Study Design:Cross-sectional study.Objectives:(1) To examine the association between social participation (SP) and social support (SS) with self-rated health and dietary satisfaction and (2) to explore the joint association and interactions of SP and SS with self-rated health and dietary satisfaction in community-dwelling adult men with spinal cord injury.Setting:Members of the Spinal Injuries Japan organization.Methods:We sent questionnaires to 2731 registered members of Spinal Injuries Japan via mail. Responses from 625 men aged ≥40 years were analyzed. Respondents were categorized into four groups: SP/sufficient SS, SP/insufficient SS, no SP/sufficient SS and no SP/insufficient SS. Logistic regression analysis was used to examine the odds ratios for self-rated health and dietary satisfaction according to the SP/SS categories.Results:Relative to participants in the no SP/insufficient SS category, those in the SP/sufficient SS group demonstrated significantly better self-rated health and dietary satisfaction after adjusting for sociodemographic variables. There was no interaction between SP and SS in self-rated health or dietary satisfaction. SP was associated with high self-rated health without SS, and sufficient SS was associated with high dietary satisfaction without SP.Conclusions:Relative to other groups, participants with SP/sufficient SS demonstrated higher self-rated health and dietary satisfaction. Sufficient SS was associated with high dietary satisfaction without SP. This study suggested the importance of addressing aspects of both SP and SS using self-rated health and dietary satisfaction as outcome measures in health promotion programs.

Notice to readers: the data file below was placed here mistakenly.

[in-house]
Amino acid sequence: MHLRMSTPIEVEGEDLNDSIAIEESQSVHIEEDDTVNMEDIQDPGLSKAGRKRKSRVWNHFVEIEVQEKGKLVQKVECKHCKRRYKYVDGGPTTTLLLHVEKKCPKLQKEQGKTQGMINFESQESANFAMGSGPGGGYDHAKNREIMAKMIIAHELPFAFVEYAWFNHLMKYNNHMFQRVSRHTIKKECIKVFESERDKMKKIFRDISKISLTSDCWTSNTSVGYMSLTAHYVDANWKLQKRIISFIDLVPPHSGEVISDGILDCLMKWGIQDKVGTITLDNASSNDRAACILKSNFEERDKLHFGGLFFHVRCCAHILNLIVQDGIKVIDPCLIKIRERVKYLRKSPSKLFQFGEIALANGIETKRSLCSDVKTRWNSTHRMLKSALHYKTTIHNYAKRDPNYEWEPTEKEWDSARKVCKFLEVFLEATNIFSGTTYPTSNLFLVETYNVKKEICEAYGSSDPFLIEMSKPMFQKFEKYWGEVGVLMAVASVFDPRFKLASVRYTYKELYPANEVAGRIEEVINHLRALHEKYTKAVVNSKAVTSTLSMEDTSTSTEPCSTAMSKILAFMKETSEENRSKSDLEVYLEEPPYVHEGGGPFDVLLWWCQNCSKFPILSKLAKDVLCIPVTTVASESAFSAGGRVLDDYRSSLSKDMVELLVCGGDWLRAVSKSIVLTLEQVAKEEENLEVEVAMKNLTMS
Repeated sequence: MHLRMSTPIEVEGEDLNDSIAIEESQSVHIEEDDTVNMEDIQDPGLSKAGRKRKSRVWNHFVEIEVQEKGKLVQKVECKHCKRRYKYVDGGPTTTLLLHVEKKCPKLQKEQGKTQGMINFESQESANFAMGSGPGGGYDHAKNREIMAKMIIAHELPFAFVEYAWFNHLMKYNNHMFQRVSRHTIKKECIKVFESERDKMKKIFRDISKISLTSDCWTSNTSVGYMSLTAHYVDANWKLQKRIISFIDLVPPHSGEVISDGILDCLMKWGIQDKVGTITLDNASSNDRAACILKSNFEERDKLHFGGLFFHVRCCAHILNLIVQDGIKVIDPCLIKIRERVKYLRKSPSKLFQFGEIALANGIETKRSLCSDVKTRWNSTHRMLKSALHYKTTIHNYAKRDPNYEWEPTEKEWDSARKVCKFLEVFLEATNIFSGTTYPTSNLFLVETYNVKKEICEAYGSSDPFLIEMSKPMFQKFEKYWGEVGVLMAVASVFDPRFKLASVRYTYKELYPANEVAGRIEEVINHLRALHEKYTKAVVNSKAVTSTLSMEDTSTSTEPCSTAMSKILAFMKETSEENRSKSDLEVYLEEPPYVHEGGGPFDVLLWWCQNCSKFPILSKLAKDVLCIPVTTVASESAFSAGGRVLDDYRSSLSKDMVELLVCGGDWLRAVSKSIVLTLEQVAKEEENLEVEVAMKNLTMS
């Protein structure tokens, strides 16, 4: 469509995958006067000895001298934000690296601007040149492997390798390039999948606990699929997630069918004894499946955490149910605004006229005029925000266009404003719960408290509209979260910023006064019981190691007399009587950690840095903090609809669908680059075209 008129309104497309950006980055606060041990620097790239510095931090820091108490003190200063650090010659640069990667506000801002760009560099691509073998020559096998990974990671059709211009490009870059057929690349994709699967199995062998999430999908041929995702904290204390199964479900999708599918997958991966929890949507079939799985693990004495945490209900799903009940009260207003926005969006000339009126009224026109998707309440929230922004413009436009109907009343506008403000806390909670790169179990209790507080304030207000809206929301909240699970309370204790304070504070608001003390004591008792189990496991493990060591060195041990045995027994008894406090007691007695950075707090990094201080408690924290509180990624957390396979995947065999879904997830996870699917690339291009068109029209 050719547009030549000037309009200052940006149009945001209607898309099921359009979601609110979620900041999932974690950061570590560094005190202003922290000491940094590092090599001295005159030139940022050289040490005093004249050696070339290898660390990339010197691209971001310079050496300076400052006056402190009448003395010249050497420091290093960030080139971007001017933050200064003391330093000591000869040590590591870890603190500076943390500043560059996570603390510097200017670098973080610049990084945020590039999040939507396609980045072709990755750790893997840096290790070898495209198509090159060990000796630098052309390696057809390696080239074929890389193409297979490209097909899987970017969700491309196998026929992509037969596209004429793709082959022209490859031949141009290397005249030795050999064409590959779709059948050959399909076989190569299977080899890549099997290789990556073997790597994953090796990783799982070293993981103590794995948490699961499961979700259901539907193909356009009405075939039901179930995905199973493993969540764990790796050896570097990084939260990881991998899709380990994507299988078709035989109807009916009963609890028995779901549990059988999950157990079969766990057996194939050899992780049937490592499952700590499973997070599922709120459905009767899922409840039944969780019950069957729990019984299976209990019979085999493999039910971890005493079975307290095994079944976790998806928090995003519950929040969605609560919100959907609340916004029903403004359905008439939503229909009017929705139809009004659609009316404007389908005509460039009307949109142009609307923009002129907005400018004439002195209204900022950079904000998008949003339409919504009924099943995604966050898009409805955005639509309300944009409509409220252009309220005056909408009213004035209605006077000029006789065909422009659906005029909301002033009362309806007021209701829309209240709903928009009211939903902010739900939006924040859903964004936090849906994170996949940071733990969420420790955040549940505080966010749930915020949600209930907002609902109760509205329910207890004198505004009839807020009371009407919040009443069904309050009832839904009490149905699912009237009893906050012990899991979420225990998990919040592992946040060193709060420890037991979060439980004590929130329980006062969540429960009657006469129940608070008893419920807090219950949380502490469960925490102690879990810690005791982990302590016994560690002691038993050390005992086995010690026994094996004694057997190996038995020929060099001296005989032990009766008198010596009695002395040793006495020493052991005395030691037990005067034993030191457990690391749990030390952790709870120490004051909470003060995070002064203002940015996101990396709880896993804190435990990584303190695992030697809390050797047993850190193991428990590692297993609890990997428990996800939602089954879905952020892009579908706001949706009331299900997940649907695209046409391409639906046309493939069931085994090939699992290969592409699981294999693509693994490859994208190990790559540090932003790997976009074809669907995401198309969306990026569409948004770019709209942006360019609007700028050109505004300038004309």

ASJC Scopus subject areas